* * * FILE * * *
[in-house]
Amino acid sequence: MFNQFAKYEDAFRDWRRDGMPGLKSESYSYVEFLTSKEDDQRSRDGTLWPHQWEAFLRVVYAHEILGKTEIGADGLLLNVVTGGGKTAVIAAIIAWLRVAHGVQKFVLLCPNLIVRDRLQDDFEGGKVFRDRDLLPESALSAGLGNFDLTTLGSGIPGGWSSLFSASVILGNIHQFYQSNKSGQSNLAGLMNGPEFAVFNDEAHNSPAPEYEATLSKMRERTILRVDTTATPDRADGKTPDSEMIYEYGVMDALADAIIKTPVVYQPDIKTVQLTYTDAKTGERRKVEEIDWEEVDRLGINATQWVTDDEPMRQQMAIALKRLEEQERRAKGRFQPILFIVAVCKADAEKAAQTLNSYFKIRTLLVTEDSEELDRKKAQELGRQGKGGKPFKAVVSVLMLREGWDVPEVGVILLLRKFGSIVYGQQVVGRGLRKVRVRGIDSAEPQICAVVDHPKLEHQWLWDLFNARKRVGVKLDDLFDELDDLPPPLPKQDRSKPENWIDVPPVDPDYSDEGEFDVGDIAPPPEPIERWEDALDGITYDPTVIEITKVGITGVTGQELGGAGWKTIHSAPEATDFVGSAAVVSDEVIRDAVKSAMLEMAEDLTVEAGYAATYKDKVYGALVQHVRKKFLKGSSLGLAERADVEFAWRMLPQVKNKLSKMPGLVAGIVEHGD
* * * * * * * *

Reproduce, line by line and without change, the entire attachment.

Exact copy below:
[in-house]
Amino acid sequence: MFNQFAKYEDAFRDWRRDGMPGLKSESYSYVEFLTSKEDDQRSRDGTLWPHQWEAFLRVVYAHEILGKTEIGADGLLLNVVTGGGKTAVIAAIIAWLRVAHGVQKFVLLCPNLIVRDRLQDDFEGGKVFRDRDLLPESALSAGLGNFDLTTLGSGIPGGWSSLFSASVILGNIHQFYQSNKSGQSNLAGLMNGPEFAVFNDEAHNSPAPEYEATLSKMRERTILRVDTTATPDRADGKTPDSEMIYEYGVMDALADAIIKTPVVYQPDIKTVQLTYTDAKTGERRKVEEIDWEEVDRLGINATQWVTDDEPMRQQMAIALKRLEEQERRAKGRFQPILFIVAVCKADAEKAAQTLNSYFKIRTLLVTEDSEELDRKKAQELGRQGKGGKPFKAVVSVLMLREGWDVPEVGVILLLRKFGSIVYGQQVVGRGLRKVRVRGIDSAEPQICAVVDHPKLEHQWLWDLFNARKRVGVKLDDLFDELDDLPPPLPKQDRSKPENWIDVPPVDPDYSDEGEFDVGDIAPPPEPIERWEDALDGITYDPTVIEITKVGITGVTGQELGGAGWKTIHSAPEATDFVGSAAVVSDEVIRDAVKSAMLEMAEDLTVEAGYAATYKDKVYGALVQHVRKKFLKGSSLGLAERADVEFAWRMLPQVKNKLSKMPGLVAGIVEHGD